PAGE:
Thursday, 23 December 2010

Evolutionary Linguistics 101

Biologists are interested in the origins of life, geologists are interested in the formation of rocks, but few linguists are interested in the origins of langauge, as Friedrick Newmeyer once pointed out.  But this is a problem to be rectified... and if I have my way, every linguistics major program will have a required 'origins' component.  I'll write the texbook myself, I will!

But until that can happen (and someone will probably beat me to it), for the budding evolutionary linguist, here are the seminal works to lay a foundation for getting a grasp of the discipline.  This is the best I can do to spread the evo-lingo love:

Pinker, S., and Bloom, P., 1990. Natural language and natural selection. Behavioral and Brain Sciences 13, 707-784.

This paper is commonly cited as starting the snowballing of interest in language evolution.  It was very important for the discipline to be seen as a legitimate line of study as well as for language to be viewed as a complex biological adaptation that had to have evolved.

Hauser, M. D., Chomsky, N., and Fitch, W. T., 2002. The faculty of language: what is it, who has it, and how did it evolve? Science 298, 1569-1579.

Probably the most widely read paper on evolutionary linguistics because of both the prominence of the authors and the unlikeliness of their co-authoring together.  The paper rocks up with an authoritative air, but kicks off a lot of argument and discussion, namely the resulting papers published by Pinker and Jackendoff in Cognition in 1995.  It was answered by HCF, and another reply by Pinker and Jackendoff was also published, all in Cognition between 2005 and 2007.

Jackendoff, R., 2002. Foundations of Language.

Ray Jackendoff outlines most clearly and for perhaps the first time, a reasonable complete picture of the way in which language likely arose. 

Christiansen, M., and Kirby, S.,2003. The Evolution of Language.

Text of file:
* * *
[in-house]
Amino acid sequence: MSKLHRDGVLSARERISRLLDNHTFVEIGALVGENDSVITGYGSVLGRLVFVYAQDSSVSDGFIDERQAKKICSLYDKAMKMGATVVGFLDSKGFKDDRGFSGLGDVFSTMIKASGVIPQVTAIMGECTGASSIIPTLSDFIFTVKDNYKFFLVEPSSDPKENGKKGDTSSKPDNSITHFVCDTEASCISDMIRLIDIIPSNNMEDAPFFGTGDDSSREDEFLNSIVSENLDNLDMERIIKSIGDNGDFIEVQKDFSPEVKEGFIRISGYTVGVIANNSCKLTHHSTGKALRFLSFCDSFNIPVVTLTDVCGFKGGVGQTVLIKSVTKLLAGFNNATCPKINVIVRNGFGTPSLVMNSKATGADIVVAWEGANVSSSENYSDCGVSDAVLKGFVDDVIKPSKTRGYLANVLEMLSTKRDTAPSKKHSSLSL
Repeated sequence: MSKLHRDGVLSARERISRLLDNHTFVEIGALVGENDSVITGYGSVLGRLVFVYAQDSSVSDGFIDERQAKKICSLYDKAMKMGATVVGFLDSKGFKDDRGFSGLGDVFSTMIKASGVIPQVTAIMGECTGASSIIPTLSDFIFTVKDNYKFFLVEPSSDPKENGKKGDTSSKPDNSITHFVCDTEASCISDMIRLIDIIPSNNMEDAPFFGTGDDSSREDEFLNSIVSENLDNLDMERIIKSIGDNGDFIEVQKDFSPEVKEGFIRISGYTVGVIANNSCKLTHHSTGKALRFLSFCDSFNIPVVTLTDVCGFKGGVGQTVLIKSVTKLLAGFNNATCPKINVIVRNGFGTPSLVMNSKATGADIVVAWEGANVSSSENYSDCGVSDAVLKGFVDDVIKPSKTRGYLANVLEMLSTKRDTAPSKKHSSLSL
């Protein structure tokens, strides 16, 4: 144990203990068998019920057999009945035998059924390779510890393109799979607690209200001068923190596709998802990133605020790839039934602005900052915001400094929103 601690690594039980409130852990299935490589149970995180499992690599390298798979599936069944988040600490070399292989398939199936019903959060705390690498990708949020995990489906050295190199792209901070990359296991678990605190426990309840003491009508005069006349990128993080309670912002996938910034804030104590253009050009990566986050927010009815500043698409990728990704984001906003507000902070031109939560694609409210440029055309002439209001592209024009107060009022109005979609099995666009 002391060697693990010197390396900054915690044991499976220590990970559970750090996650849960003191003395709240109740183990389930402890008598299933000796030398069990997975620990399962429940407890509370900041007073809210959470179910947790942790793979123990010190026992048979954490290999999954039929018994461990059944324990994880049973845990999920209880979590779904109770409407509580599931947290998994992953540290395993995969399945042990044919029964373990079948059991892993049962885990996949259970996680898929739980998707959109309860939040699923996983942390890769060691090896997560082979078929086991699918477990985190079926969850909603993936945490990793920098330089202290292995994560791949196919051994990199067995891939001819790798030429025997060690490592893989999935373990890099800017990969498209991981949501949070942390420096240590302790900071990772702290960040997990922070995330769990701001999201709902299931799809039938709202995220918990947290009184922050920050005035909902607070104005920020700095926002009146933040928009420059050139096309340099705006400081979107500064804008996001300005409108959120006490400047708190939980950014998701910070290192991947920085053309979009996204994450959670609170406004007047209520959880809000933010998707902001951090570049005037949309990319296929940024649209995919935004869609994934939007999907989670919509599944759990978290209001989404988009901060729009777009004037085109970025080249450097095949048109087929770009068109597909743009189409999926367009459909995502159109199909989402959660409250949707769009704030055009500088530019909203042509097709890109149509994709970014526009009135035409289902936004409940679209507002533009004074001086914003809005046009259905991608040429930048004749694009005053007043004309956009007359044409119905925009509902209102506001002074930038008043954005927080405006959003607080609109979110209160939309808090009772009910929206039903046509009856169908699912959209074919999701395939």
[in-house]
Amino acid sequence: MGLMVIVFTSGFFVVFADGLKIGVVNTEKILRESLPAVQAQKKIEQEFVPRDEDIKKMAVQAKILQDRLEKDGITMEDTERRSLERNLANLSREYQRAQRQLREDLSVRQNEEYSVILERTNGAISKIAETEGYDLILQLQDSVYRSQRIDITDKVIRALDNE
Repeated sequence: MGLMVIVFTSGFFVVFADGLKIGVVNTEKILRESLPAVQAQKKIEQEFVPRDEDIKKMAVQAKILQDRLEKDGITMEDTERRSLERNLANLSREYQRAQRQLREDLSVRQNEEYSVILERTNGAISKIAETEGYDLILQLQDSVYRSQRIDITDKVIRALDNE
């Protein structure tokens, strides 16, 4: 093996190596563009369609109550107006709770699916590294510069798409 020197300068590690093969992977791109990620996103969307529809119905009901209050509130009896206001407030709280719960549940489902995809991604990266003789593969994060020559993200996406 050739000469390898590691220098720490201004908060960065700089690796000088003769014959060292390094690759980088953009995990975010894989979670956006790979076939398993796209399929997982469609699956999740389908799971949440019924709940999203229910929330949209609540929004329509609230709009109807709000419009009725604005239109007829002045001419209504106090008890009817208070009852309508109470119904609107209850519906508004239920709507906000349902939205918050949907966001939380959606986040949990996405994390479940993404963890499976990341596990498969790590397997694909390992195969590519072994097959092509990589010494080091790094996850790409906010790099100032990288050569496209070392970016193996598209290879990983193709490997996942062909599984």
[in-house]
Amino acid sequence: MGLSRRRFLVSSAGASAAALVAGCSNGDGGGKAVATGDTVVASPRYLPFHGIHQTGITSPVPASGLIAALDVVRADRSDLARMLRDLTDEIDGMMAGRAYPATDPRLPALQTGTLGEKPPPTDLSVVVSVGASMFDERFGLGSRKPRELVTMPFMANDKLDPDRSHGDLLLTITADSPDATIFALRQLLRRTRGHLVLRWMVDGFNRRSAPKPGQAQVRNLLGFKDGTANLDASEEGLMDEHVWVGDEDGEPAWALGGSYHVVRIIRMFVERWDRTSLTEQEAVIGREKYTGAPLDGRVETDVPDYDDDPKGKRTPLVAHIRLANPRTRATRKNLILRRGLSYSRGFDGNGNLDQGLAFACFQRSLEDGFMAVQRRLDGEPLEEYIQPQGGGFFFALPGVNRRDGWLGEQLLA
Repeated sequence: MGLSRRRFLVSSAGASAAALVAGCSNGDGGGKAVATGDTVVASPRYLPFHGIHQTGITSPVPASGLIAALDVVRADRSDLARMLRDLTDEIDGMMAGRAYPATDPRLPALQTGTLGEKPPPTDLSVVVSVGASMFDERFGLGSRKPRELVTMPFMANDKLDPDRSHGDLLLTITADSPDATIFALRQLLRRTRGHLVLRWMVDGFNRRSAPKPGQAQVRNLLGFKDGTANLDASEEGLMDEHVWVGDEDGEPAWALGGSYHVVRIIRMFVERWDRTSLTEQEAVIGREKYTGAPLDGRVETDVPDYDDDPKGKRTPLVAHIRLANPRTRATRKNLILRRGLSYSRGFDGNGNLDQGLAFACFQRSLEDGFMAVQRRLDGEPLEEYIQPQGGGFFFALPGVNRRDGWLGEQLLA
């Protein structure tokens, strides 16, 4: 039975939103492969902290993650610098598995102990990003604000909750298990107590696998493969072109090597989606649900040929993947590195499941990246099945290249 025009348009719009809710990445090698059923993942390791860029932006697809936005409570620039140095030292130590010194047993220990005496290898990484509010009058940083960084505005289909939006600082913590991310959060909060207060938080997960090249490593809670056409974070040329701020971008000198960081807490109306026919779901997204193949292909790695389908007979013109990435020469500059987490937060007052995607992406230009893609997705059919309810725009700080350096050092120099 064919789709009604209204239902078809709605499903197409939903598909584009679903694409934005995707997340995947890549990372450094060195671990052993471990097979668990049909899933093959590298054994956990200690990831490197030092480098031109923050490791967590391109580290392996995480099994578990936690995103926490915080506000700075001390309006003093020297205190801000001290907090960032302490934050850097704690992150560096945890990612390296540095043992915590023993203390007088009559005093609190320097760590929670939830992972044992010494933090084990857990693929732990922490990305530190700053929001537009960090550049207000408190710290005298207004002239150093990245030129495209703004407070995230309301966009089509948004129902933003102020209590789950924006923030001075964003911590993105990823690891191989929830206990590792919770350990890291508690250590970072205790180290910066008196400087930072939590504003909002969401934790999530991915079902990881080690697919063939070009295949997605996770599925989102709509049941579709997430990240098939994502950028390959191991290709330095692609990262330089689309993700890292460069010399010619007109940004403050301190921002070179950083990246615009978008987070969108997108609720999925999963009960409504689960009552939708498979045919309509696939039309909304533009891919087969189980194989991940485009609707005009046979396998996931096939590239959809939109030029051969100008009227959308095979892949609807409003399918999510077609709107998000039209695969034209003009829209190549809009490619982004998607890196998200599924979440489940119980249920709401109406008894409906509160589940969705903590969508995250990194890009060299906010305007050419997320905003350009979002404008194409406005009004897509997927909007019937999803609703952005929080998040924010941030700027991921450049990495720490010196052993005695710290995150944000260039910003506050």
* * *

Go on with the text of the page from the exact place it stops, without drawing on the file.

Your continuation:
This book is an edited collection of essays from the leading evolutionary linguists in the field, speaking about a wide range of topics in the discipline from mirror neurons to the archaeological record to computerised simulations.

Johansson, S., 2005. Origins of Language: constraints on hypotheses.

Constraints are so important for focussing a new and excitable dsicipline like language evolution, and Sverker Johansson's book is a wonderful introduction to the discipline.

Bickerton, D., 2007b. Language evolution: a brief guide for linguists. Lingua 117, 510-526.

Derek Bickerton has been a major name in evolutionary linguistics for ages.  This paper outlines the discipline and provides a real focus on the questions it should be addressing.

Kenneally, C., 2008.  The First Word: The search for the origins of language.

Because the actual discipline of evolutionary linguistics is just as fascinating as the subject it studies, this is possibly my faovurite book on evolutionary lingusitics.

Botha, R., and Knight, C., 2009 (eds.). The Prehistory of Language.
Botha, R., and Knight, C., 2009 (eds.). The Cradle of Language.

These two books are collections of essays that, like Christiansen and Kirby's 2003 book, show a wide range of topics from a wide range of experts in the field giving is a good look at the state of the discipline.

If you manage to read all of these, email me and I will create a badge for you that says 'expert language origins master' or something :)

And if you ever need more, the Langauge Evolution and Computation Bibliography is an excellent source:

1 comment:

  1. I've only read some of the texts, so I'm afraid I'm not entitled to your special badge. What a shame!

    Anyway, I've read enough about the subject to realize that there's a lot of circularity and pointless discussions about the topic of language origins. The great mistake, in my opinion, is the confusion between 'origins of language' and 'origins of grammar'. I have the impression that most of what has been written and discussed about the topic is a waste of time, an intellectual effort that leads nowhere. It's the kind of thing American theoretical linguists are so used to, especially since Chomsky emerged as their guru.


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